Browsing by Author "McGillivray, Murray"
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- ItemOpen AccessAn edition of the middle English poem 'cleanness' and a study of its writing system(2007) Olsen, Kenna Leigh; McGillivray, Murray
- ItemEmbargoCan I Exist Without Prefix?: Reimagining Medieval Poetry as Queer Quasi-Objects(2023-09-21) Pollon, Logan; McGillivray, Murray; Dobson, Kit; Muessig, CarolynContemporary poetry that utilizes medieval poetic forms can alter how one views the monolith of history, as well as provide insight into our present moment. In particular, queer poetry that reimagines the Middle Ages sheds light on an archive seldom explored, which this collection aims to expand. My poetry manuscript, Can I Exist without Prefix?, uses sundry styles of medieval poetry, and invokes various texts and medievalism, to highlight queer presence in the past, and destabilize harmful and inaccurate misconceptions of the Middle Ages circulating in the present moment. The subsequent exegesis, “‘The past remains, therefore, and even returns’: the Quasi-Object in Queer Uses of Medieval Poetry” examines two poetry collections, feeld by Jos Charles and […] by Ava Hofmann, alongside Bruno Latour’s ideas around the quasi-object in We Have Never Been Modern and Elizabeth Freeman’s theory of temporal drag in Time Binds: Queer Temporalities, Queer History, to demonstrate how creative works in the genre destabilize contemporary conversations that view queerness as solely a construct of the present. Jos Charles’ feeld explores transgender identity through agriculture conceits, using a language that is a hybrid of Middle English and cyberspeak. Ava Hofmann’s […] reimagines Old English metrical charms through the creation of an archival manuscript, filled with erasure and lacunae, that documents her transgender experience. My poetry collection joins these works in showing that we are not as far away from the Middle Ages as we think, opening the conversation around, and highlighting the urgent next to explore, queer representation in both the past and present.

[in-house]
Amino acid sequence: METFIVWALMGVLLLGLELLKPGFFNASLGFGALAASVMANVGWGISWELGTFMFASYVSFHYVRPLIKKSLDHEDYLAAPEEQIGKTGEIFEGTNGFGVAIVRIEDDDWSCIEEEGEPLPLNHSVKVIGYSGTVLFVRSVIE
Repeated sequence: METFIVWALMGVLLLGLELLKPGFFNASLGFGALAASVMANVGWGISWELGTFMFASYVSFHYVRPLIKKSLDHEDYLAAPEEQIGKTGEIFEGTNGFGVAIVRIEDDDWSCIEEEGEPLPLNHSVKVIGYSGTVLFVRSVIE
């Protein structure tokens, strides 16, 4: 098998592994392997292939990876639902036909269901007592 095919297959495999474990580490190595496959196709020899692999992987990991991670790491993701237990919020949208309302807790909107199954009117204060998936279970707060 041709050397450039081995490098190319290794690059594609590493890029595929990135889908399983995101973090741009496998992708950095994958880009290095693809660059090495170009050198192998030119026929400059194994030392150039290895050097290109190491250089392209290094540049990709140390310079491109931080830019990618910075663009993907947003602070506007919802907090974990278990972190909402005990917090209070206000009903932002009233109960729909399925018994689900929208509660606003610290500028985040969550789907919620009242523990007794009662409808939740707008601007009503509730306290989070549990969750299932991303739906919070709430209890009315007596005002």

- ItemOpen AccessChaucer's The Book of the Duchess: a diplomatic transcription and edition based on Fairfax 16 with introduction and paleographic, textual and explanatory notes(1992) Chong, Choon Ling Lynette; McGillivray, Murray
- ItemOpen AccessChaucer's The book of the Dutchess: transcriptions of MS Bodley 638, MS Tanner 346, and Thynne's print edition of 1532, with collation and proposed stemma(1994) Hoffos, Christine; McGillivray, Murray
- ItemOpen AccessConquest, Identity, and Colonial Discourse in Medieval England: New Perspectives on Sir Gawain and the Green Knight and Patience(2015-01-23) Carter, Jaclyn; McGillivray, MurrayRecent scholarship has introduced the possibility of literary analysis of medieval texts from the perspective of contemporary postcolonial theory. Although a burgeoning field in medieval studies, postcolonial medieval studies has been met with significant opposition from those scholars who feel it does a disservice to contemporary postcolonial studies and the events that warranted that field's creation. Nevertheless, aspects of conquest and foreign estrangement, and the building of national identity through political rhetoric and literary output, while illuminated by a postcolonial perspective, were just as present in medieval England as they were in recent times--for example in the colonial occupation of Wales. Using prominent theorists such as Stuart Hall and Homi Bhabha, and their theories of diaspora and hybridity, mimicry, and ambivalence respectively, this investigation analyses Sir Gawain and the Green Knight and Patience--two poems written in the late fourteenth century in the Welsh Marches--with postcolonial reading strategies.
- ItemOpen AccessDisrupting 'male' narratives: subversive female characters in the works of Chaucer(1994) Radimer, Catherine Anne; McGillivray, Murray
- ItemOpen AccessThe Evelyn de Mille Collection on the Book and the Book Arts(The University of Calgary Libraries, Special Collections Division, 1991) Carnie, Robert H.; Dansereau, Estelle; McGillivray, Murray; Roseneder, Jan; Special Collections; Information Resources; University of Calgary